What has been one of the world’s most sought-after freshwater fish down through history won’t win any popularity contests with most Ozarks anglers.

Believe it or not, the same common carp that many local anglers scoff at has been a prized catch in many parts of Asia and Europe for centuries – and still is today. Many fishing folks in this area and elsewhere in the U.S. would also be surprised to learn that, although this large fish is found throughout the United States, it’s not native to this country. These are a couple of surprising facts about the common carp, a creature whose history is undoubtedly one of the world’s most interesting fish stories.

But before we get to the fish’s past, here is some information about carp today. There are several species of carp found in North America, none of which are native. Some of these carp species such as silver carp (Hypophthalmichthys molitrix), bighead carp (Hypophthalmichthys nobilis), and black carp (Mylopharyngodon piceus) are highly problematic. These fish have made headlines for the troubles these invasive species have caused and the efforts going on in a number of states to reduce the problems they cause.

However, the most frequently seen species of carp is the common carp (Cyprinus carpio). Common carp are found throughout most of the country, including all of Missouri. (For the remainder of this article, “carp” will refer to the common carp, Cyprinus carpio, and not the carp species listed previously). Common carp are most abundant in reservoirs, ponds and deeper parts of rivers. Adults commonly reach lengths of between one and two feet and weigh between one and eight pounds. They can get larger, though. The largest carp recorded in Missouri weighed 47 pounds. Elsewhere, weights of up to 60 pounds have been reported. In Missouri, there is no length limit, daily limit or possession limit for carp. In other words, you can keep whatever you catch.

Carp use their small, cup-like mouths to feed on aquatic insects, invertebrates and some of the plants found at the bottom of lakes and rivers. Carp are highly adaptive and are tolerant of a wide range of water temperatures and contamination levels. Their aggressive bottom-feeding activities frequently disturb sediment and increase the turbidity of the water in which they live.

Carp activity is most visible to humans during spawning, which usually starts in spring and continues until mid-summer. Spawning carp will often swim into water so shallow their backs are exposed. The splashing noises these thrashing fish make can easily be heard if you’re in the vicinity.

As early as 3500 BC, Chinese were growing carp for food in ponds on silkworm farms. Carp had an early introduction to Europe and, by the Dark Ages, monks were raising them in ponds across the continent. In the Middle Ages, carp became the fish of choice in the ponds of many feudal estates; a trend very likely sparked by a search for a meatless food alternative on the Catholic Church’s fast days. Through periodic flooding and other means of accidental – and intentional – population spread, carp soon were common and well-liked throughout Europe.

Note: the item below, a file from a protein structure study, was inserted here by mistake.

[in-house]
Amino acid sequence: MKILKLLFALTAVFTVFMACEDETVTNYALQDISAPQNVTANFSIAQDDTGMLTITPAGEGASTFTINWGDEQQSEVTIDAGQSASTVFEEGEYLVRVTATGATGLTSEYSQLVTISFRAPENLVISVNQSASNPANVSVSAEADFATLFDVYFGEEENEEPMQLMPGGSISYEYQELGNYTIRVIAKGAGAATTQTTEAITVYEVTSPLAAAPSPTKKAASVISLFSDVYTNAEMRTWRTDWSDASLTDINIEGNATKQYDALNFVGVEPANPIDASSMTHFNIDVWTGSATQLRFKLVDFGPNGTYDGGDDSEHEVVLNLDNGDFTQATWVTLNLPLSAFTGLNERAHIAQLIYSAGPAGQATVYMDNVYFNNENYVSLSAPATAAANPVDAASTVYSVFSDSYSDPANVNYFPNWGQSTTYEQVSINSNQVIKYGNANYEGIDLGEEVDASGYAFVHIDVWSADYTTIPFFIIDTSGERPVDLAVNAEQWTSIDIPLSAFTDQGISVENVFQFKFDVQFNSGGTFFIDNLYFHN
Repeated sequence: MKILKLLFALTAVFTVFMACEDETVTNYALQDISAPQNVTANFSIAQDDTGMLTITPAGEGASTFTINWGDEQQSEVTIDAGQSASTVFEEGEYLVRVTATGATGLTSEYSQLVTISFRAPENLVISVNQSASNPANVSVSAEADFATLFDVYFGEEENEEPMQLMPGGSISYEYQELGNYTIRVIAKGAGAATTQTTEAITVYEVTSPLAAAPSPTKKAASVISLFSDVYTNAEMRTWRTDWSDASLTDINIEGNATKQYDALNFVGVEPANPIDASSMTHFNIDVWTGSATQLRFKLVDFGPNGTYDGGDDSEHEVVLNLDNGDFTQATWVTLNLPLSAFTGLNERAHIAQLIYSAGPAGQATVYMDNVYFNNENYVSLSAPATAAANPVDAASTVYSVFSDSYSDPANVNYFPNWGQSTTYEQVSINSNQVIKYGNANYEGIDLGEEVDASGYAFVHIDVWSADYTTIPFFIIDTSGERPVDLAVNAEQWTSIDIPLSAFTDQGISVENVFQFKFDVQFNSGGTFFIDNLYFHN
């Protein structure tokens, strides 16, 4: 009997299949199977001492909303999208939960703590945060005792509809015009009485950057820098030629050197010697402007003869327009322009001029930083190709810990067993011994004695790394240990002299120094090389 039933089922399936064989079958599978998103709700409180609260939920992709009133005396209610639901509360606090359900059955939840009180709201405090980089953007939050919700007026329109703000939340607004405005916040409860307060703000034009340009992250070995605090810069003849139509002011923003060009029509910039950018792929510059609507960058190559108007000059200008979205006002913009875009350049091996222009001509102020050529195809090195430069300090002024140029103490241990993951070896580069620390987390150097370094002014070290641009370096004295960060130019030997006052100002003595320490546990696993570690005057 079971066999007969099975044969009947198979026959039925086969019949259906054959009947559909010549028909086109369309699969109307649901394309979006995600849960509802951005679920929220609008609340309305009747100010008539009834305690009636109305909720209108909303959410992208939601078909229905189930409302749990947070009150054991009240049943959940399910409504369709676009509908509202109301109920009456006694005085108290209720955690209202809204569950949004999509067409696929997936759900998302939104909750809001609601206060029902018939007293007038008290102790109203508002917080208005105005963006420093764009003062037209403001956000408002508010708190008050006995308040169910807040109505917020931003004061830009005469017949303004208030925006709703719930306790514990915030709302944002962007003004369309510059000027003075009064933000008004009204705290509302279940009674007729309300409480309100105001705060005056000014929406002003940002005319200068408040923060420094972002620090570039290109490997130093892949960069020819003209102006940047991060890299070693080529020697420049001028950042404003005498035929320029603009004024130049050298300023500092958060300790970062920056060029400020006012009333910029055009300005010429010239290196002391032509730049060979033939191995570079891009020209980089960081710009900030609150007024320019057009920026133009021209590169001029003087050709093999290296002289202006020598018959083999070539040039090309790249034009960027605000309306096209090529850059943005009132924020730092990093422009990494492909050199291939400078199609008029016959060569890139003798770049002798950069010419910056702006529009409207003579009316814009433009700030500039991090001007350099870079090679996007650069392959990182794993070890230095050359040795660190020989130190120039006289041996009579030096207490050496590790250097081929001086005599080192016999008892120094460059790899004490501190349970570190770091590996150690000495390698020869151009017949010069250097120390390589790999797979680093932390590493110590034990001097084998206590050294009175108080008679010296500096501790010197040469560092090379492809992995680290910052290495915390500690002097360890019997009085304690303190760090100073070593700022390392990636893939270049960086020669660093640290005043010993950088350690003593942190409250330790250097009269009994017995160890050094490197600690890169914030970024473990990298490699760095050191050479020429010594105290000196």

Because of this popularity, 19th-century American fisheries experts wanted to see the common carp in this country’s waters. Scattered stockings of carp occurred before the Civil War, but it wasn’t until the 1870s that America’s carp campaign swung into high gear. Spencer F. Baird, the head of the U.S. Fish Commission, believed carp were a promising food source for the country’s growing population. Based on his prompting, the federal government undertook its first major fish stocking program. For a quarter of a century, the government orchestrated the stockings of hundreds of thousands of carp at numerous sites throughout the country. To give an idea of the magnitude of this effort; in 1883, 260,000 carp were distributed by the government to almost 10,000 applicants. Missouri received its first carp in 1879. Over the next 15 years, the Missouri Fish Commission reared more than 80,000 carp for stocking in public and private waters.

The country’s carp population exploded, not only because of the mass stockings, but also because this highly adaptive fish found itself in a new habitat free of natural predators. By the early 1900s, it was evident that the favored fish of Europe and Asia was a flop with America’s anglers. Although carp were meaty, their thick skin and boniness made them harder to clean than native sportfish species. Also, the carp’s bottom-feeding habits gave many anglers a less-than-noble opinion of the fish. But, like it or not, carp were here to stay. Nearly three decades of intense nationwide stocking and natural propagation had firmly woven carp into America’s fishing fabric.

Today, some anglers feel the sporting qualities of the common carp should be more widely recognized. There’s a growing amount of literature and information on how to catch, clean, and cook carp. To be clear, it should be pointed out that this acceptance of carp in some fishing circles pertains to the common carp, not the more problematic species of carp mentioned at the beginning of this article. It also should be pointed out that this new understanding of carp isn’t exactly a love affair – common carp are listed among the “World’s 100 Worst Invasive Species” by the Global Invasive Species Database. Here in the U.S., even carp supporters agree that the massive introduction of this fish into the United States had an impact on native ecosystems that will never be known.

People can get information on the common carp, as well as native fish species that are more popular with anglers at mdc.mo.gov.

Francis Skalicky is the media specialist for the Missouri Department of Conservation’s Southwest Region. For more information about conservation issues, call 417-895-6880.

This article originally appeared on Lake Sun Leader: The interesting history of the common carp